Ron Paul is often described as a crank. Even folks like Ross Douthat who write basically sympathetic columns about the congressman from Texas say things like, “Paul, for all his crankishness, is the kind of conservative that Tea Partiers want to believe themselves to be: Deeply principled, impressively consistent, a foe of big government in nearly all its forms (the Department of Defense very much included.) Gingrich, on the other hand, is the kind of conservative that liberals believe most Tea Partiers to be — not a genuine ‘don’t tread on me’ libertarian, but a partisan Republican whose unstinting support for George W. Bush’s deficit spending morphed into hand-wringing horror of ‘socialism’ once a Democrat captured the Oval Office.”
Gingrich is awful and Paul is principled but Paul is still a crank. Just an honorable crank. Indeed, it’s his principles that land him in the crank category so often. Or so the refrain goes time and time again.
Conor Friedersdorf argues that the attempt by the mainstream media – including the rightwing media – to marginalize and ignore Dr. Paul won’t make the candidate disappear. And indeed, his polling is surprisingly strong in Iowa and New Hampshire and elsewhere. Conor writes:
There is nothing inherently wrong with factoring electability into the candidate one votes for in a primary, or backing a candidate who is less conservative on domestic policy because one agrees with his foreign policy views. But these are the sorts of tradeoffs and compromises that many Tea Partiers have spent a lot of time disparaging when other people were making them. A vote against Paul requires either cognitive dissonance — never in short supply in politics — or a fundamental rethinking of the whole theory of politics that so recently drove the Tea Party movement.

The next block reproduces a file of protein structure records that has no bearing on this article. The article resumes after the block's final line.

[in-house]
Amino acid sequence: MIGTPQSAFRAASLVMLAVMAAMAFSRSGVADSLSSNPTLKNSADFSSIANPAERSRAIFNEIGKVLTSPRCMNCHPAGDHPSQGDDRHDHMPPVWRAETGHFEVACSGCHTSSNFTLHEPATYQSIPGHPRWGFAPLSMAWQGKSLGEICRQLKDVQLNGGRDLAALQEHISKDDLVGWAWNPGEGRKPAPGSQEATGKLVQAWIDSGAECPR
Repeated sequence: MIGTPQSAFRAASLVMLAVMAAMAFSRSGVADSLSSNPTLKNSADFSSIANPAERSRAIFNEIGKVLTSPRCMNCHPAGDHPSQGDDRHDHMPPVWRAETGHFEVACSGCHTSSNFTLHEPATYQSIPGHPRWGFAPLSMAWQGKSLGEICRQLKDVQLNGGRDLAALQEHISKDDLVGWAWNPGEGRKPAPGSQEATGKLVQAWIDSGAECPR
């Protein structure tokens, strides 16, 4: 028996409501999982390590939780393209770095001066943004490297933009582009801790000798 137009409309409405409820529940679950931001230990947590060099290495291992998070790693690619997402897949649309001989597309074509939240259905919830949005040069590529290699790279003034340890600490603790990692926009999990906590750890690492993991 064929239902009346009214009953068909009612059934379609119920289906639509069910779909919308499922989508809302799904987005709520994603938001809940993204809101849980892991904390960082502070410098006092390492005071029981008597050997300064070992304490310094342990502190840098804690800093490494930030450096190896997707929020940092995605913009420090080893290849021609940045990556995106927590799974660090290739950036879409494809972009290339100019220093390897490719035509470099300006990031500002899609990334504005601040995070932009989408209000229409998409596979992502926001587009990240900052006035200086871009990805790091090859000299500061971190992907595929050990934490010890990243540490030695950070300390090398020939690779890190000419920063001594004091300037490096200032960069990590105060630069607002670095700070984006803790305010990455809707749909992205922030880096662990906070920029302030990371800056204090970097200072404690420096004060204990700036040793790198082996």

Andrew Sullivan, in endorsing Ron Paul, argues:
I am, like many others these days, politically homeless. A moderate, restrained limited government conservatism that seeks to amend, not to revolt, to reform, not to revolutionize, is unavailable. I’m a Tory who has come to see universal healthcare as a moral necessity that requires some minimal government support, who wants government support for a flailing recovery now, but serious austerity once we recover. I favor massive private and public investment in non-carbon energy, because I am a conservative who does not believe our materialism trumps the need for conserving our divine inheritance. I back marriage equality and marijuana legalization as Burkean adjustments to a changing society. I see a role for government where Paul doesn’t.
But Paul’s libertarianism may be the next best thing available in the GOP. It would ensure real pressure to make real cuts in entitlements and defense; it would extricate America from the religious wars of the Middle East, where we do not belong. It would challenge the statist, liberal and progressive delusion that for every problem there is a solution, let alone a solution devised by government. As part of offering the world a decent, tolerant conservatism, these instincts are welcome. As an antidote – and a very strong one – to the fiscal recklessness and lawless belligerence of Bush-Cheney, it is hard to beat. The Tea Party, for all their flaws, are right about spending and the crony capitalism it foments. So is Paul.